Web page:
The $200,000 SUV is the second off-roader in the automaker's history and is projected to double Lamborghini's combined annual sales.
The Italian supercar manufacturer says the first of its hybrid vehicles will be its new Sports Utility Vehicle, the URUS, unveiled on Monday and dubbed by the brand the world's first super-SUV.
"One Urus we played around with had a Vbox data logger in it, and using launch control I was able to pop off a 3.59-second 0-62 miles per hour run", he wrote, noting that Maurizio Reggiani, Lamborghini's director, managed a time of 3.43 seconds.
In direct competition with the Bentley Bentayga and the versions most exclusive in the Porsche Cayenne, the Urus uses a twin-turbo V8 4.0-liter developing 650 horsepower and 627 pound-feet of torque.
The Urus is also available with carbon ceramic brakes, adaptive air suspension, and six different driving modes. Deliveries of the Urus start in Spring 2018. This being Lamborghini, upgrades are always upgrades, such as 23-inch rims, a 1,700 watt Bang & Olufsen 3D sound system with 21 speakers, or an off-road package with reinforced bumpers and underfloor protection.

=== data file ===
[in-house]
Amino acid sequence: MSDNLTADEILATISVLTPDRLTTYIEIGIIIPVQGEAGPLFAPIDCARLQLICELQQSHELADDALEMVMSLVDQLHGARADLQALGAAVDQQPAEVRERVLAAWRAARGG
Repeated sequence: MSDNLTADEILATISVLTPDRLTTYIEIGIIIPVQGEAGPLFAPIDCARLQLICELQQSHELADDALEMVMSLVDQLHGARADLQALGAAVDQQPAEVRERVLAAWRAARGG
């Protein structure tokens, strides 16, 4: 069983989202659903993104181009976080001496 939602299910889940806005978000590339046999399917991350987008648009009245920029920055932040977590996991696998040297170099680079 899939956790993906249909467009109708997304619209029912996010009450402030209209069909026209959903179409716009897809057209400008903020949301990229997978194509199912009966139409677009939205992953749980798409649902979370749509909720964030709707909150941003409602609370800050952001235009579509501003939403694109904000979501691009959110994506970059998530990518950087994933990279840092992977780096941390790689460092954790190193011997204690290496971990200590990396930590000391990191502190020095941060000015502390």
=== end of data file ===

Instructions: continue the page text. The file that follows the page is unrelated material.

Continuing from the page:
It’s not just tarmac – Urus can venture off-road too. Prototype
Inside, Lamborghini has installed heated electric sports seats in the front, while the rear bench can be folded down to extend the 616 litres of boot space further.
Roughly 5% of the company's global buyers are female, according to Lamborghini, and majority live in the USA and Europe.
"The Urus elevates the SUV to a level not previously possible, the Super SUV", said chief executive Stafano Domenicali.
The SUV is also expected to help boost the brand in China, the world's largest auto market, where buyers prefer large sedans and crossovers.
Lamborghini's built something that's basically a posh take on the Nissan Qashqai or any or the other billion chunky "off road" SUVs out there waiting where cars aren't supposed to wait, in the form of the Lamborghini Urus. Last year Lamborghini sold a mere 188 units in China, compared with 303 in the United Kingdom, a market 90% smaller.